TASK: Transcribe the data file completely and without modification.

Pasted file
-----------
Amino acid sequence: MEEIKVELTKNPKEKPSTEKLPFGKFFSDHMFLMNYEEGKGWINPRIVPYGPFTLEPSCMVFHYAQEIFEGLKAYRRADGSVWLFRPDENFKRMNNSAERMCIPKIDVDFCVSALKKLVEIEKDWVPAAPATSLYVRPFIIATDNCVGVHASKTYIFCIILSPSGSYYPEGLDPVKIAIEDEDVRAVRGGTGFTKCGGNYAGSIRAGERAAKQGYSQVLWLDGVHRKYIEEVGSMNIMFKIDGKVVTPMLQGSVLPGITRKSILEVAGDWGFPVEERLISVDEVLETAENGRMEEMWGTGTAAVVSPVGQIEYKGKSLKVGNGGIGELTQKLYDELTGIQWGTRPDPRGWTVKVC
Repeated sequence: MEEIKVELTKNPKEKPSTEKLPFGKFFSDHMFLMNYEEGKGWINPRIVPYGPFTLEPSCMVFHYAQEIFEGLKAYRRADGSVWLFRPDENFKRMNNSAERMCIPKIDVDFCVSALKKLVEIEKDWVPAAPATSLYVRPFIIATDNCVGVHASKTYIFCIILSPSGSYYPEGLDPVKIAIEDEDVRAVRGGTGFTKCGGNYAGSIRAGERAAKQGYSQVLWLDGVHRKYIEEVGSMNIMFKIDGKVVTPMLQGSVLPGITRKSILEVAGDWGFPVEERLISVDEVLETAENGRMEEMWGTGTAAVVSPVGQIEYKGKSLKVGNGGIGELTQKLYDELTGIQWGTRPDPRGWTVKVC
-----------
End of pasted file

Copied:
Amino acid sequence: MEEIKVELTKNPKEKPSTEKLPFGKFFSDHMFLMNYEEGKGWINPRIVPYGPFTLEPSCMVFHYAQEIFEGLKAYRRADGSVWLFRPDENFKRMNNSAERMCIPKIDVDFCVSALKKLVEIEKDWVPAAPATSLYVRPFIIATDNCVGVHASKTYIFCIILSPSGSYYPEGLDPVKIAIEDEDVRAVRGGTGFTKCGGNYAGSIRAGERAAKQGYSQVLWLDGVHRKYIEEVGSMNIMFKIDGKVVTPMLQGSVLPGITRKSILEVAGDWGFPVEERLISVDEVLETAENGRMEEMWGTGTAAVVSPVGQIEYKGKSLKVGNGGIGELTQKLYDELTGIQWGTRPDPRGWTVKVC
Repeated sequence: MEEIKVELTKNPKEKPSTEKLPFGKFFSDHMFLMNYEEGKGWINPRIVPYGPFTLEPSCMVFHYAQEIFEGLKAYRRADGSVWLFRPDENFKRMNNSAERMCIPKIDVDFCVSALKKLVEIEKDWVPAAPATSLYVRPFIIATDNCVGVHASKTYIFCIILSPSGSYYPEGLDPVKIAIEDEDVRAVRGGTGFTKCGGNYAGSIRAGERAAKQGYSQVLWLDGVHRKYIEEVGSMNIMFKIDGKVVTPMLQGSVLPGITRKSILEVAGDWGFPVEERLISVDEVLETAENGRMEEMWGTGTAAVVSPVGQIEYKGKSLKVGNGGIGELTQKLYDELTGIQWGTRPDPRGWTVKVC